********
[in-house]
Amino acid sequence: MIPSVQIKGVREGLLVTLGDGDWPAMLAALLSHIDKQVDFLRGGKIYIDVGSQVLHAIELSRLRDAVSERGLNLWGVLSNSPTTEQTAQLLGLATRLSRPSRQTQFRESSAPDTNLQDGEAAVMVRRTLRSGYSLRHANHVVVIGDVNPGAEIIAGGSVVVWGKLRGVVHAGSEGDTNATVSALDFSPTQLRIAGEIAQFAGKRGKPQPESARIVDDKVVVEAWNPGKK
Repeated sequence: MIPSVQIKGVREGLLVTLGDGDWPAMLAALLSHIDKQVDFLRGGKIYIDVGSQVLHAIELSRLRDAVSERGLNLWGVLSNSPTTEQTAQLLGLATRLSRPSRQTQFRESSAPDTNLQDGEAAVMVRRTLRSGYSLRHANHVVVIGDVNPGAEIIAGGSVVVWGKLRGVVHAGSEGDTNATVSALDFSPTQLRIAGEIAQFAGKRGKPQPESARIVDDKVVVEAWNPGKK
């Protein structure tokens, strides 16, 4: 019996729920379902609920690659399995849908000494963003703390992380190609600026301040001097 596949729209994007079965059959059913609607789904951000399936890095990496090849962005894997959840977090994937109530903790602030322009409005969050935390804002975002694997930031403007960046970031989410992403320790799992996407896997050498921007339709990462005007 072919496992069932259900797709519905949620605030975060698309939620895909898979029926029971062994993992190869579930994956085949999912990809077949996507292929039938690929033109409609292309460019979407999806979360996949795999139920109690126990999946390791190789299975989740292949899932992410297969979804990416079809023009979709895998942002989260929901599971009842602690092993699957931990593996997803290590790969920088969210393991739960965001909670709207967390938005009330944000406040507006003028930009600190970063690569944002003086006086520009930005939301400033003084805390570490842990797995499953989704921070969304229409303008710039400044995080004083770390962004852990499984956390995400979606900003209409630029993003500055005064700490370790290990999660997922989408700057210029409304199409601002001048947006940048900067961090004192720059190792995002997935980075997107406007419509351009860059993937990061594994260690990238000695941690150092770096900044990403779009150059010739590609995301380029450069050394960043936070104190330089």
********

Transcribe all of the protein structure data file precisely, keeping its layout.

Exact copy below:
[in-house]
Amino acid sequence: MIPSVQIKGVREGLLVTLGDGDWPAMLAALLSHIDKQVDFLRGGKIYIDVGSQVLHAIELSRLRDAVSERGLNLWGVLSNSPTTEQTAQLLGLATRLSRPSRQTQFRESSAPDTNLQDGEAAVMVRRTLRSGYSLRHANHVVVIGDVNPGAEIIAGGSVVVWGKLRGVVHAGSEGDTNATVSALDFSPTQLRIAGEIAQFAGKRGKPQPESARIVDDKVVVEAWNPGKK
Repeated sequence: MIPSVQIKGVREGLLVTLGDGDWPAMLAALLSHIDKQVDFLRGGKIYIDVGSQVLHAIELSRLRDAVSERGLNLWGVLSNSPTTEQTAQLLGLATRLSRPSRQTQFRESSAPDTNLQDGEAAVMVRRTLRSGYSLRHANHVVVIGDVNPGAEIIAGGSVVVWGKLRGVVHAGSEGDTNATVSALDFSPTQLRIAGEIAQFAGKRGKPQPESARIVDDKVVVEAWNPGKK
């Protein structure tokens, strides 16, 4: 019996729920379902609920690659399995849908000494963003703390992380190609600026301040001097 596949729209994007079965059959059913609607789904951000399936890095990496090849962005894997959840977090994937109530903790602030322009409005969050935390804002975002694997930031403007960046970031989410992403320790799992996407896997050498921007339709990462005007 072919496992069932259900797709519905949620605030975060698309939620895909898979029926029971062994993992190869579930994956085949999912990809077949996507292929039938690929033109409609292309460019979407999806979360996949795999139920109690126990999946390791190789299975989740292949899932992410297969979804990416079809023009979709895998942002989260929901599971009842602690092993699957931990593996997803290590790969920088969210393991739960965001909670709207967390938005009330944000406040507006003028930009600190970063690569944002003086006086520009930005939301400033003084805390570490842990797995499953989704921070969304229409303008710039400044995080004083770390962004852990499984956390995400979606900003209409630029993003500055005064700490370790290990999660997922989408700057210029409304199409601002001048947006940048900067961090004192720059190792995002997935980075997107406007419509351009860059993937990061594994260690990238000695941690150092770096900044990403779009150059010739590609995301380029450069050394960043936070104190330089």